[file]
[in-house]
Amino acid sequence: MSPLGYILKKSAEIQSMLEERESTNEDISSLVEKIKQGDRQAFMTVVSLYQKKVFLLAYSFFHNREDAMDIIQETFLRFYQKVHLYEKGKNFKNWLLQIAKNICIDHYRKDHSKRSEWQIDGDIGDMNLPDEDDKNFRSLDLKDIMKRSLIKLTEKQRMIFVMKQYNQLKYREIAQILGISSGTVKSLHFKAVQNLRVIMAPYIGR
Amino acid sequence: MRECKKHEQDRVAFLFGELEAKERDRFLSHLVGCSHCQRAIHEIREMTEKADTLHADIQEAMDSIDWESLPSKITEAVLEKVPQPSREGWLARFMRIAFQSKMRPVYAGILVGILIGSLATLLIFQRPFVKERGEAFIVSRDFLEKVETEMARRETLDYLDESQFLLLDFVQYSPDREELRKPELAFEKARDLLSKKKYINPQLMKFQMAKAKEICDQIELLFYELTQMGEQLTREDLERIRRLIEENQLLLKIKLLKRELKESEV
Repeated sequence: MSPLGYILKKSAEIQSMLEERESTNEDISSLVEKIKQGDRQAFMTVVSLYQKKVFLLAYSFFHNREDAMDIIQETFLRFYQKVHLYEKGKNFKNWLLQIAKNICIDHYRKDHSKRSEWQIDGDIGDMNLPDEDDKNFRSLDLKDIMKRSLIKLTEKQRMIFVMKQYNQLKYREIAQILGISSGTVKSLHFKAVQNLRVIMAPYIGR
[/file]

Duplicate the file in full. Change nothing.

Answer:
[in-house]
Amino acid sequence: MSPLGYILKKSAEIQSMLEERESTNEDISSLVEKIKQGDRQAFMTVVSLYQKKVFLLAYSFFHNREDAMDIIQETFLRFYQKVHLYEKGKNFKNWLLQIAKNICIDHYRKDHSKRSEWQIDGDIGDMNLPDEDDKNFRSLDLKDIMKRSLIKLTEKQRMIFVMKQYNQLKYREIAQILGISSGTVKSLHFKAVQNLRVIMAPYIGR
Amino acid sequence: MRECKKHEQDRVAFLFGELEAKERDRFLSHLVGCSHCQRAIHEIREMTEKADTLHADIQEAMDSIDWESLPSKITEAVLEKVPQPSREGWLARFMRIAFQSKMRPVYAGILVGILIGSLATLLIFQRPFVKERGEAFIVSRDFLEKVETEMARRETLDYLDESQFLLLDFVQYSPDREELRKPELAFEKARDLLSKKKYINPQLMKFQMAKAKEICDQIELLFYELTQMGEQLTREDLERIRRLIEENQLLLKIKLLKRELKESEV
Repeated sequence: MSPLGYILKKSAEIQSMLEERESTNEDISSLVEKIKQGDRQAFMTVVSLYQKKVFLLAYSFFHNREDAMDIIQETFLRFYQKVHLYEKGKNFKNWLLQIAKNICIDHYRKDHSKRSEWQIDGDIGDMNLPDEDDKNFRSLDLKDIMKRSLIKLTEKQRMIFVMKQYNQLKYREIAQILGISSGTVKSLHFKAVQNLRVIMAPYIGR